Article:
The figure below summarises non-thermoregulatory sweat benefits:
Let me go in detail about non-thermoregulatory sweat benefits:
1. Germ Fighters:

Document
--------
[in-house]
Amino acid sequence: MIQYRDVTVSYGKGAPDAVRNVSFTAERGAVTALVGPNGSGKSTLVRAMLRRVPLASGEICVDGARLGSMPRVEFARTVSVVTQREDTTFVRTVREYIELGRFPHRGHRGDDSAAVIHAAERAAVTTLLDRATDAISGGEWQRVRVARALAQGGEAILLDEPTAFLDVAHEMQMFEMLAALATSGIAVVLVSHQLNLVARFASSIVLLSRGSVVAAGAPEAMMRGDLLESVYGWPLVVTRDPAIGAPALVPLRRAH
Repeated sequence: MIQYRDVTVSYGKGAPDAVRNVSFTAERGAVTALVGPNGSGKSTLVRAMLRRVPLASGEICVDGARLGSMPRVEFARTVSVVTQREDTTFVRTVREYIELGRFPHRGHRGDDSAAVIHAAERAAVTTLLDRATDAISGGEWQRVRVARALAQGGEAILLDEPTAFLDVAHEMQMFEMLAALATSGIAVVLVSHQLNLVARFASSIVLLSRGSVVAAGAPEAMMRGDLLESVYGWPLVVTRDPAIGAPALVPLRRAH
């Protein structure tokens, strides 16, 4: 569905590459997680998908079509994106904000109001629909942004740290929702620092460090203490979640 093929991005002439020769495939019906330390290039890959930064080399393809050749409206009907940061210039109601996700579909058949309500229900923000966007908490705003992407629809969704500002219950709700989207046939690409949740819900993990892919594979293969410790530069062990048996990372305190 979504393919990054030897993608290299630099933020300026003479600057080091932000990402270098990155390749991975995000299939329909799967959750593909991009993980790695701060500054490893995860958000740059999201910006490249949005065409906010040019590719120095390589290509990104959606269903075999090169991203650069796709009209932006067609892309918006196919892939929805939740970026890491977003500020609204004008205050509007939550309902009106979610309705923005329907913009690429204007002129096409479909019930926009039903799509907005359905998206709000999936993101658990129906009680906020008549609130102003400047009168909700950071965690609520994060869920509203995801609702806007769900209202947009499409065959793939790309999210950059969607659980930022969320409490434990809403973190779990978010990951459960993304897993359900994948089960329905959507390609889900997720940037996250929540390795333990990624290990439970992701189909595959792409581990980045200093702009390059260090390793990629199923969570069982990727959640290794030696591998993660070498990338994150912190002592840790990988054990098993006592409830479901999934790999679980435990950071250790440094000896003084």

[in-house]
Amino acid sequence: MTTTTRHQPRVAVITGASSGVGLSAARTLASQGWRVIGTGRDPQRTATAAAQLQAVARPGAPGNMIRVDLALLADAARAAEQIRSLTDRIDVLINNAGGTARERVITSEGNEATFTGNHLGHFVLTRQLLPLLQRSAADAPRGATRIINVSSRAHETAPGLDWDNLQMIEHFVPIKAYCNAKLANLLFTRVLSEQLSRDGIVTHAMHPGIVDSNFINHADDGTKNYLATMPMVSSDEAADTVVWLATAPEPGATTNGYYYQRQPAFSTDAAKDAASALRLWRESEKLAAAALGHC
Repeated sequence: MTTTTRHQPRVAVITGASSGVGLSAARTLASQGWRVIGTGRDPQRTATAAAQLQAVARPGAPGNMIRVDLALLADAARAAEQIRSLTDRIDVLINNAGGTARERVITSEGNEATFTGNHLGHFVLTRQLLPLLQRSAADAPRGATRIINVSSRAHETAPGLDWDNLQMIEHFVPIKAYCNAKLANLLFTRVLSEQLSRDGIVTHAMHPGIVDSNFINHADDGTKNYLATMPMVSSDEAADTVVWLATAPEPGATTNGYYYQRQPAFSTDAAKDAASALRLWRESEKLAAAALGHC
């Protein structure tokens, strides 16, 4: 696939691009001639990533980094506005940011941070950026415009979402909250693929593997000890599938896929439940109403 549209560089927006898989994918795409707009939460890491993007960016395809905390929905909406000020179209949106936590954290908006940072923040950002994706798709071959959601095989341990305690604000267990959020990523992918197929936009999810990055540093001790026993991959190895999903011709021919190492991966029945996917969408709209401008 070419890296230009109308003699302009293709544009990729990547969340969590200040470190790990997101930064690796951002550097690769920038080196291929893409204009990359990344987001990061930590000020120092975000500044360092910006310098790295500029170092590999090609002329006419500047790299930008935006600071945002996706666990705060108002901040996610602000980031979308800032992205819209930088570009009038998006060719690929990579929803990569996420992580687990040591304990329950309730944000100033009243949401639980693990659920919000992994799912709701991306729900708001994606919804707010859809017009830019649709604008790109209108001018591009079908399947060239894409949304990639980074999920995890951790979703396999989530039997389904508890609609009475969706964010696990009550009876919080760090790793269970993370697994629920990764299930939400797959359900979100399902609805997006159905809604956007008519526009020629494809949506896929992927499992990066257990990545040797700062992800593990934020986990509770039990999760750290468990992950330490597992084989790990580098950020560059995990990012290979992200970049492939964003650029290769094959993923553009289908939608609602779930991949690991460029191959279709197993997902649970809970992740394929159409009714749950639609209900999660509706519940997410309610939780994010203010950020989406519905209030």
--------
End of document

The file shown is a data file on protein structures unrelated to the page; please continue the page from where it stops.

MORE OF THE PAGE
While studying proteins involved in skin cancer, a team of researchers discovered a potent natural antibiotic called dermcidin. The researchers learned that sweat glands constantly excrete this antibiotic. Persistent skin washing can remove this natural protective barrier. Though a long shower after a hot sweaty day sounds perfect, it may limit your defence against germs. University of California researcher Tomas Ganz notes that bacteria thrive in hot, moist conditions. Dermcidin can limit what thrives on our skin, reducing our risk of infection. But Ganz cautions that being sweaty all the time does not guarantee protection: It depends on how much dermcidin a person exudes. Dermcidin is an antimicrobial peptide with a broad spectrum of activity that is expressed in eccrine sweat glands and secreted into sweat. These peptides are positively charged and attract negatively charged bacterial, enter the membranes of bacteria, and break them down. In the average healthy person, research shows that sweating leads to a reduction of viable bacteria on your skin surface, which may lower your risk of skin infections. In fact, one study suggested that people with atopic dermatitis, who have recurrent bacterial or viral skin infections, may be lacking dermcidin in their sweat, which may impair the innate defence system in human skin. A 2013 study published in the Proceedings of the National Academy of Sciences proved dermcidin is a highly effective tool to fight not only tuberculosis germs but other dangerous bugs. The researchers believe these natural substances are more effective in the long-term than traditional antibiotics because germs are not capable of quickly developing resistance to them. The natural antibiotic is naturally activated in salty, slightly acidic sweat.